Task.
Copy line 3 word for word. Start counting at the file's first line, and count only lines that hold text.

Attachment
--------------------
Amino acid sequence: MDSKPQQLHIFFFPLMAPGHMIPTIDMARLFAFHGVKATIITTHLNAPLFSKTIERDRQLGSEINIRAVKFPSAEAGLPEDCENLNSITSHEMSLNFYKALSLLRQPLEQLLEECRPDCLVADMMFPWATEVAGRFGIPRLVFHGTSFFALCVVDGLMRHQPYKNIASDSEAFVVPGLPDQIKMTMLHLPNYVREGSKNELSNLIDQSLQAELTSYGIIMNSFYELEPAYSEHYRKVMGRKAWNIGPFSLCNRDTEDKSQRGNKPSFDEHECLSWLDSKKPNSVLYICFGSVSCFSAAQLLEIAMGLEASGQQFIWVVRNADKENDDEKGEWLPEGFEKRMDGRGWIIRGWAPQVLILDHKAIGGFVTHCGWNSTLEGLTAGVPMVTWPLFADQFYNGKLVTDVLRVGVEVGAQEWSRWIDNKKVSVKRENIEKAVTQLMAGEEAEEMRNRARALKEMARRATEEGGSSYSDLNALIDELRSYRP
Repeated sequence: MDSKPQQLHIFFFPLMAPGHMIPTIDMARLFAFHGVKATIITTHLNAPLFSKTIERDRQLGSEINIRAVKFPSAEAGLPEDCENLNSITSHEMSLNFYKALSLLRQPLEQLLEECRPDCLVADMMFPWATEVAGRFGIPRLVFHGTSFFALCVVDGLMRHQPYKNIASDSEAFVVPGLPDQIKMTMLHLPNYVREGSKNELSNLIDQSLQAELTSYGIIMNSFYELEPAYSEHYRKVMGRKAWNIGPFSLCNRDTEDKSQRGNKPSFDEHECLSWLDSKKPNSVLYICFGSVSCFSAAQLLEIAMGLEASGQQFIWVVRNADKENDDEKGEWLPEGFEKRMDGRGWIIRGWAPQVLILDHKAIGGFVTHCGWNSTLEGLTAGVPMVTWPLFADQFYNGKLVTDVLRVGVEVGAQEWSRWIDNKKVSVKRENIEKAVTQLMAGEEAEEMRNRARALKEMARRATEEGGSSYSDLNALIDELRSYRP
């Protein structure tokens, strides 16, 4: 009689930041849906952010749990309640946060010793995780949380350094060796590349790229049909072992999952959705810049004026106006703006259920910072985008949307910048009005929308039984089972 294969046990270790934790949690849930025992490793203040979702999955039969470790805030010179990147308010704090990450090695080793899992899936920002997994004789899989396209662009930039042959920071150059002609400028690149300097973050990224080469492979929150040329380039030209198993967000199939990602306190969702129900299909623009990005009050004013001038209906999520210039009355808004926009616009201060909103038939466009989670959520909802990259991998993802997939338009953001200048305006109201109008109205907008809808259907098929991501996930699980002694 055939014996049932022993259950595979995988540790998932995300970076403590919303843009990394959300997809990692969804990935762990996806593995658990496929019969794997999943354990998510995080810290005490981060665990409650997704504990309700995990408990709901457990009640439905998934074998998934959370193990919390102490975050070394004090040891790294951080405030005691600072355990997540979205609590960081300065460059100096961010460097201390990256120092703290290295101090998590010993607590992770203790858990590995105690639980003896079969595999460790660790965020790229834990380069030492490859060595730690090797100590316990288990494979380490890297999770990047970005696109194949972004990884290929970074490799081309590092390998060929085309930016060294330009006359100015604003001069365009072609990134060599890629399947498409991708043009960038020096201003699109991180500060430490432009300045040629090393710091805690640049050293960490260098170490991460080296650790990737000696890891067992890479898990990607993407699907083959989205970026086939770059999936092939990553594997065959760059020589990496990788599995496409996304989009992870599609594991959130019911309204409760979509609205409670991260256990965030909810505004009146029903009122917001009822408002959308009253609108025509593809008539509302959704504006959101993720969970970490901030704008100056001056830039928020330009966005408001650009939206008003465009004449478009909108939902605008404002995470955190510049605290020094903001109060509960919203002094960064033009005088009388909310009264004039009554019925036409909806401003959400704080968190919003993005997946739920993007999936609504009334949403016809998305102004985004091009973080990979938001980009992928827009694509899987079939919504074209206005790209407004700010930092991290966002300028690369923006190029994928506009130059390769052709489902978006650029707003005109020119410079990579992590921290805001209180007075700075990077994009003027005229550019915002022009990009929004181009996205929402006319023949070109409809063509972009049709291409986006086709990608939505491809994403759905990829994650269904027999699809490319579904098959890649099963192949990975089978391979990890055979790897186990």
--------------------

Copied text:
């Protein structure tokens, strides 16, 4: 009689930041849906952010749990309640946060010793995780949380350094060796590349790229049909072992999952959705810049004026106006703006259920910072985008949307910048009005929308039984089972 294969046990270790934790949690849930025992490793203040979702999955039969470790805030010179990147308010704090990450090695080793899992899936920002997994004789899989396209662009930039042959920071150059002609400028690149300097973050990224080469492979929150040329380039030209198993967000199939990602306190969702129900299909623009990005009050004013001038209906999520210039009355808004926009616009201060909103038939466009989670959520909802990259991998993802997939338009953001200048305006109201109008109205907008809808259907098929991501996930699980002694 055939014996049932022993259950595979995988540790998932995300970076403590919303843009990394959300997809990692969804990935762990996806593995658990496929019969794997999943354990998510995080810290005490981060665990409650997704504990309700995990408990709901457990009640439905998934074998998934959370193990919390102490975050070394004090040891790294951080405030005691600072355990997540979205609590960081300065460059100096961010460097201390990256120092703290290295101090998590010993607590992770203790858990590995105690639980003896079969595999460790660790965020790229834990380069030492490859060595730690090797100590316990288990494979380490890297999770990047970005696109194949972004990884290929970074490799081309590092390998060929085309930016060294330009006359100015604003001069365009072609990134060599890629399947498409991708043009960038020096201003699109991180500060430490432009300045040629090393710091805690640049050293960490260098170490991460080296650790990737000696890891067992890479898990990607993407699907083959989205970026086939770059999936092939990553594997065959760059020589990496990788599995496409996304989009992870599609594991959130019911309204409760979509609205409670991260256990965030909810505004009146029903009122917001009822408002959308009253609108025509593809008539509302959704504006959101993720969970970490901030704008100056001056830039928020330009966005408001650009939206008003465009004449478009909108939902605008404002995470955190510049605290020094903001109060509960919203002094960064033009005088009388909310009264004039009554019925036409909806401003959400704080968190919003993005997946739920993007999936609504009334949403016809998305102004985004091009973080990979938001980009992928827009694509899987079939919504074209206005790209407004700010930092991290966002300028690369923006190029994928506009130059390769052709489902978006650029707003005109020119410079990579992590921290805001209180007075700075990077994009003027005229550019915002022009990009929004181009996205929402006319023949070109409809063509972009049709291409986006086709990608939505491809994403759905990829994650269904027999699809490319579904098959890649099963192949990975089978391979990890055979790897186990």